Our Spotlight series highlights the careers and lives of tax professionals across the globe. This week’s Spotlight is on Ian Comisky, a partner at the Philadelphia office of Fox Rothschild LLP. Comisky has over 35 years of experience representing corporations and individuals in civil and criminal tax litigation, white-collar criminal defense, and complex corporate and commercial disputes.
Comisky was on the University of Pennsylvania heavyweight and lightweight crew teams during college. After graduation, he was a coxswain in a heavyweight four that won the nationals, and was on the USA team for a competition in Copenhagen.
When he isn’t working, Comisky spends time with his wife, Marci, and son Ryan. He is also interested in fruit trees, having grown up with fruit trees in his parents’ backyard. He now tends a group of peach, pear, plum, and apple trees, along with blackberry and blueberry bushes. There are also four native Pennsylvania trees called paw-paws—where the ripened fruit has the consistency of yogurt—that he enjoys during the fall of each year.
What’s your official title, and what does it mean? I am an equity partner in the firm of Fox Rothschild LLP and lead a group of attorneys that work on international as well as domestic tax compliance and anti-money laundering matters.
Free time: book, audiobook, or podcast? I assume this means what I do in my free time, of which I have very little. The book I review and update every weekend is Tax Fraud and Evasion, where I am one of the co-authors. I wrote Volume 2, which covers, among other topics, money laundering, and the case law in this area seems to change by the minute.
Since my son has been taking advanced placement history in high school, after I finished this year’s review I read a three-volume set on the war in the Pacific and a two-volume set on the history of Teddy Roosevelt, including his years as president. And most recently, I read a portion of—I could not get through the whole thing—a book about the life of John Muir.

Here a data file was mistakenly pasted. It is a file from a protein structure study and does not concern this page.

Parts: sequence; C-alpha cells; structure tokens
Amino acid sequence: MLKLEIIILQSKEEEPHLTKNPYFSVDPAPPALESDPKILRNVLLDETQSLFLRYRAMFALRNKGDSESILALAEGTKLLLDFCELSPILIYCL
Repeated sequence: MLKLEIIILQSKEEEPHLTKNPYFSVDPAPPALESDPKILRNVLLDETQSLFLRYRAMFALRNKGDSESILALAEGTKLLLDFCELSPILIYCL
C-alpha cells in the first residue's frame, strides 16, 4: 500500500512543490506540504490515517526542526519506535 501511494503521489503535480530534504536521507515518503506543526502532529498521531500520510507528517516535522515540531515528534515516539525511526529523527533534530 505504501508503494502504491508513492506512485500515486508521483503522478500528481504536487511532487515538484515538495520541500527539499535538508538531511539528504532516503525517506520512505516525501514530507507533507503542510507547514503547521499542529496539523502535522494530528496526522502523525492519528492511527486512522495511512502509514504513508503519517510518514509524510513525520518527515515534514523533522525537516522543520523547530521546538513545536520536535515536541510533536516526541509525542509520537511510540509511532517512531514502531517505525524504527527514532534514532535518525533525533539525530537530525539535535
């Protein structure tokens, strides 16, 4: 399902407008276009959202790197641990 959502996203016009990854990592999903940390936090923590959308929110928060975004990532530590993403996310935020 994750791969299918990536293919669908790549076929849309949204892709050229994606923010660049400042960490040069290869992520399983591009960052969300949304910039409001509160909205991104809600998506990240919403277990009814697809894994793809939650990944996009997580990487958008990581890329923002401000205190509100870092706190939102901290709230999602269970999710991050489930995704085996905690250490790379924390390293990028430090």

Tax is a huge subject. What’s your area of special interest? I am most interested in, and my practice concentrates upon, the area of tax controversy. Therefore, I am most focused on the procedures to litigate contested tax claims in the Tax Court, District Court, and the Claims Court, and the numerous—perhaps too many—penalties which the IRS can impose. A portion of my practice is criminal, and there we strive to provide the best defense possible in criminal tax investigations in numerous areas around the country. In the past decade, the practice has expanded to include the defense of alleged money laundering, Bank Secrecy Act violations, and attendant asset forfeiture issues.
What’s the last movie or show that you watched and loved (DVD, Netflix, or in the theater)? I saw a replay of “Some Like It Hot"—still one of the top 10 comedies of all time.
What college did you attend, and what did you study? I attended the Wharton School at the University of Pennsylvania. I obtained a B.S. in economics and majored in accounting.
Go to pick-me-up: Coffee or tea? Usually tea.
What’s the best tax or financial advice that anyone ever gave you? Even after the government takes its portion of your income, there is always some money left.
If you weren’t working in the tax profession, what would your dream job be? A starting point forward on a basketball team and still getting paid even though I haven’t played a single game during the season—that’s a Philadelphia-centered story. (Editor’s note: This Philadelphia 76ers fan also shares this dream.)
If you had the opportunity to make one change in the tax world—an extra credit, a disallowed deduction, whatever—what would it be? Dramatically simplifying the current number of IRS penalties.
Favorite food, snack, or candy during tax season or other busy time? Peaches in the summer grown from the peach trees in my backyard.
What tax news or move made the most impact on your practice or clients this past year? The proposed amendment to add $80 billion to the IRS budget for tax enforcement.
If you received a big tax refund check right now, what would you do with it? My son is starting college next year, so that provides the obvious answer.
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